Milford, whose son, Tim Jr., joined the company last year in inside sales and already is a mainstay at buying group and ASA-related events, first got involved in the industry at the regional level with the old Mid-America Supply Association. He later became president of the Midwest Distributors Association (MwDA) and then worked his way up through the chairs of ASA’s Executive Committee.
“I saw the value for myself,” he says. “Being able to talk to someone outside your own area where you can open up without it coming back to you in a competitive nature is important. It helps you figure out how to get your supply house moving in the right direction. It’s a damn tough business environment out there. I enjoy meeting people. The relationships in this business are so important.”
Milford has watched ASA undergo a metamorphosis during the last decade. “A needed change in leadership at ASA occurred,” he says. “They have the right people in place led by Mike Adelizzi (ASA executive vice president) and have a great vision. Part of it is they got their finances in order. When you belong to an organization as a paying member you want to trust the numbers are correct and you want to know where your money is going. We have that here.”
Milford marvels at the evolution of such ASA specialty groups as the Young Executives and the ever-growing Women in Industry Division. “Women in Industry might be the biggest thing that’s going right now,” he says. “ASA has opened my eyes to a lot of things because it continues to explore the possibilities.”
Milford Supply takes full advantage of many ASA-related educational and training programs. In particular, Milford swears by the association’s annual Operating Performance Report (better known by its OPR acronym). “ASA puts it out there to become better businessmen,” he says. “It’s your choice to use it or not use it. I love being able to go to the bank and say look at these statistics put out by ASA. Here is where I am. The guy at the bank tells me he would do anything for me but he needs help when he goes to the loan committee. I’m able to give him something to show that loan committee. ASA provides me my own business intelligence.”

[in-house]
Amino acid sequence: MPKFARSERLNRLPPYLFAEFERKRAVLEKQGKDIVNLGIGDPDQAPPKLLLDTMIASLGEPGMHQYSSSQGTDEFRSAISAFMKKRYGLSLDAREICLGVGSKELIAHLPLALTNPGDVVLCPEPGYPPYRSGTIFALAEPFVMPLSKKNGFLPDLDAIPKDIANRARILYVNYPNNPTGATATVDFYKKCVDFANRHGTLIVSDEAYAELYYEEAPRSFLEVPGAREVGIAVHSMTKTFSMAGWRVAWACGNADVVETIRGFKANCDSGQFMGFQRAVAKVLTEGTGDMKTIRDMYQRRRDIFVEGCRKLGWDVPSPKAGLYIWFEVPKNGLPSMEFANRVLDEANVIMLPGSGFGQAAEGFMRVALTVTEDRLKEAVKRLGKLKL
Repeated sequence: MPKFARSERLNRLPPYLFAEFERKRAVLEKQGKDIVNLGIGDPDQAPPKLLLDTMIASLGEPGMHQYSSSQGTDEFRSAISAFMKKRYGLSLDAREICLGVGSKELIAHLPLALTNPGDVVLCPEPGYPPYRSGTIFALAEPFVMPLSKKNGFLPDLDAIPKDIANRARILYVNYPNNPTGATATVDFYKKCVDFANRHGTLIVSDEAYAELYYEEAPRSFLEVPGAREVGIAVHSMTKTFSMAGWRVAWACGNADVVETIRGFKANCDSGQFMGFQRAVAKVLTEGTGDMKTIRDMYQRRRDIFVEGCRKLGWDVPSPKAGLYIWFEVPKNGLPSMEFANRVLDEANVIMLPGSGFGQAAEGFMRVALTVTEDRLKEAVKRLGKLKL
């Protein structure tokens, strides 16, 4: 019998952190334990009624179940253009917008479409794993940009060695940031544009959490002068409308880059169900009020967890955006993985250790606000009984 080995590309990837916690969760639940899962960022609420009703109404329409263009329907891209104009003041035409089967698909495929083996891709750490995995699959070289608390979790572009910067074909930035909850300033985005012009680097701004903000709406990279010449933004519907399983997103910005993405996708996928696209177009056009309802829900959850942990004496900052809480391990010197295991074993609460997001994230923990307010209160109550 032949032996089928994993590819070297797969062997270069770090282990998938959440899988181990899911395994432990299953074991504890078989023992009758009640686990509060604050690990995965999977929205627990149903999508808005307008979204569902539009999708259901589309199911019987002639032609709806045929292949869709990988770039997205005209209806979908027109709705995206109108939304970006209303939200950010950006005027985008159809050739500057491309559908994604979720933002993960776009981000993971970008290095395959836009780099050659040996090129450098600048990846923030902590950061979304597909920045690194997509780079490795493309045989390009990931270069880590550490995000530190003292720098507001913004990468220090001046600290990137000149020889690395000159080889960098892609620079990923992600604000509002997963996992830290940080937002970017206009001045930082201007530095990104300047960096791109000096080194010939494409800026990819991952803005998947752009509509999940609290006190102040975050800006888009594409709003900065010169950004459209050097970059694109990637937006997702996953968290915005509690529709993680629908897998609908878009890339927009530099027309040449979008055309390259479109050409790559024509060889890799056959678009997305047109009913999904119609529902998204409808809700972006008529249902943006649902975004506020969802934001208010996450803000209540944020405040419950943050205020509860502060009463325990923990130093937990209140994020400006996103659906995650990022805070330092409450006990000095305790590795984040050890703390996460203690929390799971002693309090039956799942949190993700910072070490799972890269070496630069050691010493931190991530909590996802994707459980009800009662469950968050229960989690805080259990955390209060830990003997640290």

As for his time as president that starts Jan. 1, Milford notes no reinvention of the wheel is necessary. “We have an excellent wheel already,” he says. “I want to see us continue to engage the membership and continue to provide value for not only your dues, but your time.”
Milford adds he would not be able to perform his upcoming ASA presidential duties without the help of Milford Supply executives Jeff Henning (VP of operations), Jack Milford (VP of purchasing) and senior VPs Bob Miromonti, Ron Kaup, Dan Milford, Gary Payne and Tom Militzer. “I could not do this without their superior talents and performance on a daily basis,” he says.
Milford’s elevator pitch to non-ASA members is based on his own life-changing experiences. “The people I want to be like are members of ASA,” he says. “The people I want to look up to are members. I don’t want to be like the guy trying to do it on his own who says he doesn’t need anybody. If the people I consider to be leaders in this industry didn’t want to be associated with ASA, do you think I would be associated with ASA? Hell, no. I want to be associated with the best and the best in this industry are ASA members, hands down. ASA is important to me because it’s important to people I look up to. I wouldn’t have the business I have today if it wasn’t for ASA.”
This article was originally titled “Telling it like it is” in the November 2015 print edition of Supply House Times.